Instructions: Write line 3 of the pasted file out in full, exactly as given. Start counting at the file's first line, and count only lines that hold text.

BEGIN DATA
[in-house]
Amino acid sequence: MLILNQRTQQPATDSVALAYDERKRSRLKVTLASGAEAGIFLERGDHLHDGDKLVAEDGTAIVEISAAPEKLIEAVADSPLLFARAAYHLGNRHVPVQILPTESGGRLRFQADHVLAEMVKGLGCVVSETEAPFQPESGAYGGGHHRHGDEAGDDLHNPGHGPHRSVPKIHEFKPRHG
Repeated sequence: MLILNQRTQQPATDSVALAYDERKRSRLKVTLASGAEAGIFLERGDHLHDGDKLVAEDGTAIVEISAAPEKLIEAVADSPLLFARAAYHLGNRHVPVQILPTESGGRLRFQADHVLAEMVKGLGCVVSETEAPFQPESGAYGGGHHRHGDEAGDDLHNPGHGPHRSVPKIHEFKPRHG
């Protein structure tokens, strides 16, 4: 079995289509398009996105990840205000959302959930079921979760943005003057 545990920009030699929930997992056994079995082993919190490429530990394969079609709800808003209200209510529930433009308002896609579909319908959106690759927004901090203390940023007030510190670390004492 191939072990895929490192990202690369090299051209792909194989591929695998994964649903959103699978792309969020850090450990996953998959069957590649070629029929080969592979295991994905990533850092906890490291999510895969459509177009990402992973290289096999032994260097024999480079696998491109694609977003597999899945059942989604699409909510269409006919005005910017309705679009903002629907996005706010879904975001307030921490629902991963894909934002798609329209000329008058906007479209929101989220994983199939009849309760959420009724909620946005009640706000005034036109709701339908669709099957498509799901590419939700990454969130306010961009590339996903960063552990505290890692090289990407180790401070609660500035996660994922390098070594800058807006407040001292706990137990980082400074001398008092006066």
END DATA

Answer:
Repeated sequence: MLILNQRTQQPATDSVALAYDERKRSRLKVTLASGAEAGIFLERGDHLHDGDKLVAEDGTAIVEISAAPEKLIEAVADSPLLFARAAYHLGNRHVPVQILPTESGGRLRFQADHVLAEMVKGLGCVVSETEAPFQPESGAYGGGHHRHGDEAGDDLHNPGHGPHRSVPKIHEFKPRHG